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Juba seeks to boost oil output

Waakhe Simon
South Sudan’s government says it plans to increase oil production following a sharp drop in recent years as widespread violence slowed exports.
25.08.2016  |  Nairobi, Kenya
South Sudan’s Petroleum Minister, Ezekiel Lul Gatkuoth in Juba, August 23.  (photo: The Niles | Gale Julius)
South Sudan’s Petroleum Minister, Ezekiel Lul Gatkuoth in Juba, August 23. (photo: The Niles | Gale Julius)

Petroleum Minister, Ezekiel Lul Gatkuoth, told journalists in Nairobi on August 17, that fighting has slowed crude oil production in the country, but added that an assessment team aimed to restore oil fields’ output.

Gatkuoth said his ministry seeks to fix facilities especially in former Unity State that have been destroyed by the conflict, as well as boosting security at the oil-producing sites and wooing investors.

“We have sent a team to assess the oil areas in Dar Petroleum and also in Unity State,” Gatkuoth said, adding that performance should be restored by November.

He underscored the government’s plans to provide security to investors willing to invest in the oil sector.

Oil is essential to South Sudan, making up about 98% of the national budget.

Oil production dropped following the escalation of violence since 2013 in the country's two main oil producing states, Upper Nile and Unity State.

Before fighting broke out almost three years ago, South Sudan produced close to 400,000 barrels per day. Gatkuoth said today the country is only pumping 133,000 barrels per day.

Gatkuoth says plans are under way to fully engage oil companies in a bid to improve production.

“We have agreed [with China] that the contracts [of the oil companies] must be extended so that they can now move quickly on exploration and production sharing agreement so that we can increase the production in Paloch area and also we will move quickly to Unity area and Tharjiath,” Gatkuoth said.

On August 18, Ma Giang, the Chinese Ambassador to South Sudan, released a press statement in Juba, appealing to the South Sudan warring parties to respect the ceasefire across the country so that oil companies can continue their work.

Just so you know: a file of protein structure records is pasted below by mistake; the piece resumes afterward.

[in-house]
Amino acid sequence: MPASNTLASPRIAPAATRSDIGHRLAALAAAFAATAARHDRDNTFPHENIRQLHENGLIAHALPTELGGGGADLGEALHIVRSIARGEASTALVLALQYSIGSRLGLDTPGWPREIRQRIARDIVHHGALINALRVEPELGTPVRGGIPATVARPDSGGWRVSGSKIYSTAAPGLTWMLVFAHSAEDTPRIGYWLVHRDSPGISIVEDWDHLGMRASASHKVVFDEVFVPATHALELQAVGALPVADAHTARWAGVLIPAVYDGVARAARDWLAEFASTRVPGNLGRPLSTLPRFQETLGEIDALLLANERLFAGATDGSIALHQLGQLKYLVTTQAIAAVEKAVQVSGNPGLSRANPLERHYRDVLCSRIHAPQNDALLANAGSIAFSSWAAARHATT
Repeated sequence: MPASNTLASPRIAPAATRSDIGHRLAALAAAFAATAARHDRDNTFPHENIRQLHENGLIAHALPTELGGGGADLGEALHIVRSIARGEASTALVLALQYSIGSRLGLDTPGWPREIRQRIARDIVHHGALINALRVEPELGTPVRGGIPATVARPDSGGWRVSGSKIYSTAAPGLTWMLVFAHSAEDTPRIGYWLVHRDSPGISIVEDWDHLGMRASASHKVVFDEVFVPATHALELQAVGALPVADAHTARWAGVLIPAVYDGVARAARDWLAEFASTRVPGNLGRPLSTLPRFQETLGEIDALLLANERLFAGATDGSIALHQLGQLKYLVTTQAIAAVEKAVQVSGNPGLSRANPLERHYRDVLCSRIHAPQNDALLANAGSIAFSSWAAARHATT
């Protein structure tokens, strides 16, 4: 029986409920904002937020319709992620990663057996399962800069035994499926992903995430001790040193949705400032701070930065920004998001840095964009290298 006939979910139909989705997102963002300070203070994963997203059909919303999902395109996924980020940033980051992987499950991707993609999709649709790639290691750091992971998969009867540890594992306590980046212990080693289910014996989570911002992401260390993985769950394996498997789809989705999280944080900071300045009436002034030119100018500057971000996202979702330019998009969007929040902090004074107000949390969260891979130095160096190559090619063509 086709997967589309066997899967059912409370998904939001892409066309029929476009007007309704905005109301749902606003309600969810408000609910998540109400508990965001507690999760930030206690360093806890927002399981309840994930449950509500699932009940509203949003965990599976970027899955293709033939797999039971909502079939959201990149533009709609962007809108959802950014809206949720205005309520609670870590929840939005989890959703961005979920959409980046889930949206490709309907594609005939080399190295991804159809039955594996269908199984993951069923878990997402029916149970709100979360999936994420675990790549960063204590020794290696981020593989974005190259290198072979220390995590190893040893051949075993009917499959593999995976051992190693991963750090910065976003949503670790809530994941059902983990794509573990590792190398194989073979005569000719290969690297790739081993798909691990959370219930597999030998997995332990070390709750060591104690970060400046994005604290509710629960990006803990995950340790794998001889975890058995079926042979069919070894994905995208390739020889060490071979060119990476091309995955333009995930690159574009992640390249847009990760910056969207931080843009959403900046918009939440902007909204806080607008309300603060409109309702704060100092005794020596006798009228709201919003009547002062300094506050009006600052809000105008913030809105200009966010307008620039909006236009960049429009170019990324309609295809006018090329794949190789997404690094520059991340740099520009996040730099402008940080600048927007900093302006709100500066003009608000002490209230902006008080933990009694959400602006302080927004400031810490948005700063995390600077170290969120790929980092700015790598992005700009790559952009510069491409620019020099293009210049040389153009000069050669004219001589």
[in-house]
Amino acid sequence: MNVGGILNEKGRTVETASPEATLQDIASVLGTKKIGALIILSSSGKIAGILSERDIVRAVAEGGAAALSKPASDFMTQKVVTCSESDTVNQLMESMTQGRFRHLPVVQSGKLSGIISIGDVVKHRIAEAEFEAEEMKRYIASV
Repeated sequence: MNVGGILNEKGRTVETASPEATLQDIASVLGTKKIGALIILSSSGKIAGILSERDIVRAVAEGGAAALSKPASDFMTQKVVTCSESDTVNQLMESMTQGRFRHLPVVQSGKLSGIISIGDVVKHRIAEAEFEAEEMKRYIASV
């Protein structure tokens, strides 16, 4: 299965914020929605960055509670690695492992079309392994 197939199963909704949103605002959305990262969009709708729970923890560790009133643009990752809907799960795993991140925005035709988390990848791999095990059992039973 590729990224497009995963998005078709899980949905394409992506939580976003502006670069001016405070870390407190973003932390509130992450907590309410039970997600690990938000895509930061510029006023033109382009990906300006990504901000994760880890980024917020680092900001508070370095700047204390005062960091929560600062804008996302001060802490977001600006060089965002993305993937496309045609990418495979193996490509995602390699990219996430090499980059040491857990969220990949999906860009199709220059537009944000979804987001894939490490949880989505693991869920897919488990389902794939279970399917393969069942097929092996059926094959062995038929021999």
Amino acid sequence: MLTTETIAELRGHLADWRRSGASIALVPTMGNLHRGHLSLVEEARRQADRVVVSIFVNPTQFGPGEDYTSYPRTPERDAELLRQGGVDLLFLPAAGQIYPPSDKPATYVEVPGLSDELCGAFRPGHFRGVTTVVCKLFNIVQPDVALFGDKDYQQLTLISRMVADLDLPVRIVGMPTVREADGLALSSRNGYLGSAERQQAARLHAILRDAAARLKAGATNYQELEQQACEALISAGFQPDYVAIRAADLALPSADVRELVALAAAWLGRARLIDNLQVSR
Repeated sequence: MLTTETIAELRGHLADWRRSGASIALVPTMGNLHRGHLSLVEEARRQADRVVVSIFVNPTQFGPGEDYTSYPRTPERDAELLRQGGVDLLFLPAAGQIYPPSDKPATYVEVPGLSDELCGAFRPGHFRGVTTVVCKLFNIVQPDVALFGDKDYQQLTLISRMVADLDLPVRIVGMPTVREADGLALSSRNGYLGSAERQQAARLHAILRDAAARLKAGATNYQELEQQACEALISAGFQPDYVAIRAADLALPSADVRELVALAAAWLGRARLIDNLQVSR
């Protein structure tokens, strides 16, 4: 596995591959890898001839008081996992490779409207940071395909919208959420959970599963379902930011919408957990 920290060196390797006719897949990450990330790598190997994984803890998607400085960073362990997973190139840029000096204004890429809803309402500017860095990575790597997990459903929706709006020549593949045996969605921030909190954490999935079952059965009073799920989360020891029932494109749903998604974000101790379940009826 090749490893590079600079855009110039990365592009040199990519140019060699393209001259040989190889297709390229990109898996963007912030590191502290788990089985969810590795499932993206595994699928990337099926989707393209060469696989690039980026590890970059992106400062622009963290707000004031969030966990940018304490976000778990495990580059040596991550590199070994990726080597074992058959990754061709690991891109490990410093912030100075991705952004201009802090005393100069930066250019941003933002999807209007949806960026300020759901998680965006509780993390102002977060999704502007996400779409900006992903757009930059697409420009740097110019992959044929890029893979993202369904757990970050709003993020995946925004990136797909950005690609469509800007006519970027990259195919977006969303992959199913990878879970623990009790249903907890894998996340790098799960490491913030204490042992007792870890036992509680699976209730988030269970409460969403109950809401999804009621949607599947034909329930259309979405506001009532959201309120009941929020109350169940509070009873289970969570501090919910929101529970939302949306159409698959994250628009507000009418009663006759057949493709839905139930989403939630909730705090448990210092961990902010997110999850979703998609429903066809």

Ma Giang said his government is committed to helping South Sudan increase oil production and exports so long as the government guarantees the security of oil workers.

“If we are going to increase the oil production we need very close cooperation from the South Sudanese government,” Ma Qiang said.

“We need a peaceful and stable environment in South Sudan. This way the Chinese government can encourage all Chinese companies, enterprises, even the private sector, to join the peaceful reconstruction in South Sudan,” Ma Qiang said.

China is one of the biggest investor in the oil sector in South Sudan.

On August 15, President Salva Kiir told law makers in Juba that his government plans to increase oil production to try to offset the steep economic decline, which has sparked famine and widespread hardship. Kiir said the country is “experiencing severe economic difficulties,” adding that people deserve better living conditions.

Early in May this year, Petroleum Ministry officials vowed to increase the oil production to 200,000 from 130,000 barrels per day by the end of this year.

Gatkuoth said the government aims to supply crude oil to neighbouring Ethiopia among other countries. He said Ethiopia is a huge market, importing fuel that costing billions of dollars every year.

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